Pizza Hut

A stuffed-crust American dream.


Welcome to High Minded: a series of essays in which we look at everyday things, ideas, and experiences from a different perspective—like stoned epiphanies, but put to paper.

Pizza Hut is big in Brazil. I used to live around the corner from one in São Paulo. It was manned by a team of valets in black vests, and on Saturday nights they could barely handle the heavy flow of well-washed cars. Customers emerging in button-ups and dresses smelled richly of perfumes; in booths by the front windows I'd see couples bringing glasses of red wine to their lips. It was not an obvious place for a romantic evening. Hungover and nostalgic, I once went inside to find bright lights, formica tables, and walls hung with posters advertising the very food you were already there to eat. You were exhorted to order the Cheesy Pop, whose crust blossoms into stubby rolls filled with cream cheese. I liked the Corn e Bacon—the name was just like that, in English except for the Portuguese conjunction.

Brazilian Pizza Hut is a curious translation, at once deeply American and not-quite-American. In its native country, of course, we tend to see the chain as second-rate at best, even though it looks pretty much the same as in Brazil (at least, when not conjoined to a Taco Bell). Despite having spent most of my life in America, I can't remember ever going out of my way to eat at one—which may explain why the CEO of its parent company, Yum! Brands, says convenience and speed matter far more than actual quality. It's a place for families on a budget, in a hurry.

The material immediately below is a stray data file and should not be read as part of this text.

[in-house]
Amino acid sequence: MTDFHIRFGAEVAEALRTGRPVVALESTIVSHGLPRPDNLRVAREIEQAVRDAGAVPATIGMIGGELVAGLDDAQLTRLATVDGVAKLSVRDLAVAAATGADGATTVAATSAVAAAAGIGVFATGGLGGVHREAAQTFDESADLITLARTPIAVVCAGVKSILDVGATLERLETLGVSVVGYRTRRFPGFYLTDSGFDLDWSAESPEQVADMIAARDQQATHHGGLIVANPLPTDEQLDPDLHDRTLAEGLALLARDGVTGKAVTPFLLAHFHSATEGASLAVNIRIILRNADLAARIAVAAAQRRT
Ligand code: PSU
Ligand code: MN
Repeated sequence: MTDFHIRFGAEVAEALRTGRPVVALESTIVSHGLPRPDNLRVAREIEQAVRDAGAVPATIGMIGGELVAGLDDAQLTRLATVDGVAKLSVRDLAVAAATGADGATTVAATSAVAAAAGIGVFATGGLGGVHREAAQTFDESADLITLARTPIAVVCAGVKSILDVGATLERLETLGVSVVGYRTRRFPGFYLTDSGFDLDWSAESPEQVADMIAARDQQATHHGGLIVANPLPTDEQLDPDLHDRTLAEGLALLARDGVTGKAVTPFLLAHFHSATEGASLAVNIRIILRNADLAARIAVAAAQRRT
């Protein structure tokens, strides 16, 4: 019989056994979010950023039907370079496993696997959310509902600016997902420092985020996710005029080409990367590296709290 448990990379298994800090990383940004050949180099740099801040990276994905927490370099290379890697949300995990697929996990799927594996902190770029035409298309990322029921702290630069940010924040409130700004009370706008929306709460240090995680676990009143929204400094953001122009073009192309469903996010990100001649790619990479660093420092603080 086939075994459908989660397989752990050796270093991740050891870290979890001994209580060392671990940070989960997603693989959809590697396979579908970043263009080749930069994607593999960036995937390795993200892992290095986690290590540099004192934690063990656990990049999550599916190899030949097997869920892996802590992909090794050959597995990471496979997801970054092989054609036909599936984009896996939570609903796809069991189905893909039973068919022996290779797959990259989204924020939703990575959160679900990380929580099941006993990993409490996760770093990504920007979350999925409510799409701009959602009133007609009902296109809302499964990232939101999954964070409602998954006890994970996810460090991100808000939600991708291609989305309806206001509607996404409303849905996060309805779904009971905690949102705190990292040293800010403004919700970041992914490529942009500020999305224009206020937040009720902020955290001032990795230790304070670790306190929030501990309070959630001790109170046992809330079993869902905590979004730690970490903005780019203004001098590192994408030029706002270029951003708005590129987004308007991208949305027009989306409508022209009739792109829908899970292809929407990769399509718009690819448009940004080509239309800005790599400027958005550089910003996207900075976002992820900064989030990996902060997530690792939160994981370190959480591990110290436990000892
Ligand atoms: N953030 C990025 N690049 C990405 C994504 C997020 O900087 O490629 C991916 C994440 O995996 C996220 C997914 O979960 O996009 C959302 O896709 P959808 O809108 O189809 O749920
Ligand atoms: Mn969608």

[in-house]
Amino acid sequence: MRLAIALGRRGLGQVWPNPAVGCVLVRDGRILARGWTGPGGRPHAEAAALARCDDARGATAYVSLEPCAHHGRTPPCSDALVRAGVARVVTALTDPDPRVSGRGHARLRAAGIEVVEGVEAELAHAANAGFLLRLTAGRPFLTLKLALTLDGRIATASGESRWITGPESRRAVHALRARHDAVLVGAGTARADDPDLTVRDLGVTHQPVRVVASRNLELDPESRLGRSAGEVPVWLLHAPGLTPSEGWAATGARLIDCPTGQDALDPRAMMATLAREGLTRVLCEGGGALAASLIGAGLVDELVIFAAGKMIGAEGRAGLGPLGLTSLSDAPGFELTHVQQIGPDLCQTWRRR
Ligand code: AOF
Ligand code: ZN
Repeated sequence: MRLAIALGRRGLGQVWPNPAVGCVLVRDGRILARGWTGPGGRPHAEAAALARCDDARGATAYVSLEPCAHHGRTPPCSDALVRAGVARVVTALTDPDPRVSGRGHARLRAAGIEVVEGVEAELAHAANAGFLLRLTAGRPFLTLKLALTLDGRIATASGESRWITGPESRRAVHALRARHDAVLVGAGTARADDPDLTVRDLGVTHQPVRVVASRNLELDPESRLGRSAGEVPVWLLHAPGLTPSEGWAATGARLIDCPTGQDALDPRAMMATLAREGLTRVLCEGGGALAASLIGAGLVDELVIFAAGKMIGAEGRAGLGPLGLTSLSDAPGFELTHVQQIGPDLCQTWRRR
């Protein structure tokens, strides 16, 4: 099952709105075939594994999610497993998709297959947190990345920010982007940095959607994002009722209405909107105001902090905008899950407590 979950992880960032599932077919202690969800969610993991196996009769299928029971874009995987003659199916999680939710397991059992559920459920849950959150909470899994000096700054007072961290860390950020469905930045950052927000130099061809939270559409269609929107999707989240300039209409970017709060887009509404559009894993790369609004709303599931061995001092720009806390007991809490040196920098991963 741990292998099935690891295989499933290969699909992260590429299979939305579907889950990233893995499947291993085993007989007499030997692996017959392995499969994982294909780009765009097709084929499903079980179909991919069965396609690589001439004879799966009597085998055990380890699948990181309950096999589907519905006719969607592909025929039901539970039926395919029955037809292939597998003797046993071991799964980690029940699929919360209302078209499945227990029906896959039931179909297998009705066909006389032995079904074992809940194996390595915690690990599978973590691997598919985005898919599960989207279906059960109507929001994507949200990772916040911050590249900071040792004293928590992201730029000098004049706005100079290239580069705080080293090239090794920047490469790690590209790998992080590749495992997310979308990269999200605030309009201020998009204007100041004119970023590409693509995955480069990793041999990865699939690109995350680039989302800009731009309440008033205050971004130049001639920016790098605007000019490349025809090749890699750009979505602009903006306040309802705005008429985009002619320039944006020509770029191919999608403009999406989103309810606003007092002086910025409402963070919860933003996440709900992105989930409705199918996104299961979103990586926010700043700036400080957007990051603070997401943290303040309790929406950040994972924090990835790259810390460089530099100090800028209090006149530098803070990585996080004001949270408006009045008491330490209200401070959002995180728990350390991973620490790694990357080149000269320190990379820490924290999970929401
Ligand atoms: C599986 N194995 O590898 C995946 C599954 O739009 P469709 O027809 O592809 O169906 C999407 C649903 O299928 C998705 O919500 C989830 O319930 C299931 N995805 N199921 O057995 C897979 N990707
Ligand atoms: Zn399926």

Brazilian Pizza Hut, by contrast, is a destination. It means something more there.

To understand why, first you have to know that a $15 pizza costs a day's labor at Brazil's minimum wage. São Paulo has more people of Italian descent than New York, so you can find decent pizza for pretty cheap, and with cream cheese on it, if that's what you want (or tuna, or beans, or raisins, or a whole roasted chicken topped with a fried egg—all popular on pizzas in Brazil). But for those who can afford it, the higher price is well worth paying. The thing that they're actually buying something is larger, something intangible: a piece of America transplanted into the developing world. Pizza Hut is standardized, predictable, with a franchise sheen of packaged goodness, and in this way it represents a common idea of the U.S.A., where all is said to be clean and orderly and always properly functioning—all things that Brazil is not, in the minds of many Brazilians.

Pizza Hut (pronounced "Pizza Hutchie" in Brazilian Portuguese) isn't the only place where this dynamic plays out. Outback ("Outchiebackie") is popular, too. Nor is this phenomenon restricted to Brazil. Whatever damage Donald Trump has done to the prestige of American government abroad, the soft power of our culinary franchises remains strong as ever. In much of the developing world, Pizza Hut is still a symbol of something worth aspiring to.

It's easy to poke fun at this elevation of lowbrow U.S. brands by people from poor countries. But they're actually just endorsing our own outdated self-image: as a nation at the center of power, superior, worth imitating simply for our Americanness. Just like we invented the brands they're importing, we invented the delusion. The big difference is that we’re close enough to the reality behind the image to know better.

Alex Cuadros is the author of Brazillionaires: Wealth, Power, Decadence, and Hope in an American Country. He has also written for The New Yorker, Bloomberg Businessweek, and Lapham's Quarterly, among others. Find him on Twitter at @alexcuadros.